George T. DURHAM is a general farmer and stock raiser of Howard Township, Parke County, located on Section 24.  He is a native of Boyle County, Kentucky, being born August 10, 1846 to Jesse Y. and Martha Durham.  Jesse was born in Boyle County and was the son of John Durham, who emigrated to Ky. in a very early day and helped to drive the Indians out of the state.  He was a gallant soldier in the Revolutionary War. John Durham came to Indiana in a very early day and entered 5 quarter-sections of timber land in Montgomery and Parke Counties.  He died in his native state.  His wife, who was a Miss Laws (sic), bore him 9 children.  The father of our subject was born in Boyle County and was reared there on a farm in the meantime securing a limited education in the little log school house.  He remained with his father till his marriage to Martha Franklin, daughter of Joseph Tarkington.  After his marriage he lived for six years in Ky. and in 1850 moved out to Indiana and settled in Brown Township, Montgomery County, on the land that his father had entered from the Government, and which with the exception of a very few acres, was in a perfectly wild condition.  He cleared the land and transformed it from a wilderness into a finely cultivated farm where he still lives.  Jesse Durham is the father of 9 children, 7 of whom still survive: John, who is a farmer and physician in Sullivan County; George; Crittenden, who lives on the old homestead; Laura, who is the wife of William Rue, Danville, Kentucky; Joseph, a resident of Indianapolis and a bookkeeper in a bank at that place; Joshua B, a horse trader of Terre Haute and William who is at Waveland, where he is engaged in farming.  Those that are deceased are Julia and Cornelius.  Jesse Durham represented Montgomery County in the State Legislature a number of years ago.  Politically he is a stanch Democrat and is one of the prominent farmers of Montgomery County, being the possessor of one of the finest farms in the township.  George T. Durham was about 4 when he came to Indiana, where he was educated in the country schools, after which he attended Waveland Academy, where he materially increased his stock of knowledge.  He lived with his parents until the time of his marriage, December 8, 1880, to Miss Betty Elliott North, who is the daughter of Henry North, Bullitt County, Kentucky.  He then located on a farm in Howard Township, where he now lives.  To Mr. and Mrs. Durham have been born four children: namely, Julia Belle; Rosalie; Roscoe Conkling and Henry, all at home with their parents.  Another child, Betty, died at age 18 months.  Mr. Durham is at the present time farming 212 acres of land all of which is well improved and in a very good state of cultivation.  It is counted one of the best farms in Howard Township.  Mr. Durham is a member of the Free & Accept Masons at Jacksonville, Indiana. Politically he has always supported the Democratic ticket and in 1890 was elected Trustee of his township, which position he still holds to the entire satisfaction of the community.  - Portrait & Biographical Record of Montgomery, Parke & Fountain County, Indiana (Chapman Brothers, 1893) -- Page 420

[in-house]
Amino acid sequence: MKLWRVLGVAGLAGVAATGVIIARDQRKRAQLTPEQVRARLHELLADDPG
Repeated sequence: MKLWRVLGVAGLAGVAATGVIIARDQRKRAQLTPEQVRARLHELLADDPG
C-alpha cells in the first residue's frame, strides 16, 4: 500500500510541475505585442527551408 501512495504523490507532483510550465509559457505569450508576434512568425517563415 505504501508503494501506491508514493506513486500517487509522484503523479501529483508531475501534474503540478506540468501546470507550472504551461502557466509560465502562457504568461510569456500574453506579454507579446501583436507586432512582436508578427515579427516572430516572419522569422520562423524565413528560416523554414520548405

DURHAM, Henry, manufacturer, Sylvania, is a native of Indiana, born in Vigo Co November 22, 1831.  His parents, Daniel and Eliza (WATT) Durham, dying when he was very young, he was bound out to William WILDMAN.  He came to Parke Co. when 14 years old, having received his early education at the district school.  He followed blacksmithing at Bloomingdale for 7 or 8 years; then followed farming for some time, eventually selling out, and began business in Sylvania as a general merchant, which business he sold out to GILLUM brothers.  Since that time he has run machinery of various kinds.  He has two steam-threshing machines and a corn sheller and is now engaged putting up a large building in Sylvania, 26 x 64 feet, which he intends fitting up with all the latest machinery for turning out broom handles and pickets, with a capacity of 2,000 a day.  Mr. Durham opened the first blacksmith shop in Sylvania, and is very popular throughout the county.  He is a member of the Society of Friends, and in politics is a republican.  On August 9, 1853, he was married to Miss Susannah Newland.  Taken from: The 1880 History of Parke County, Indiana.  J. H. Beadle.   Chicago: H. H. Hill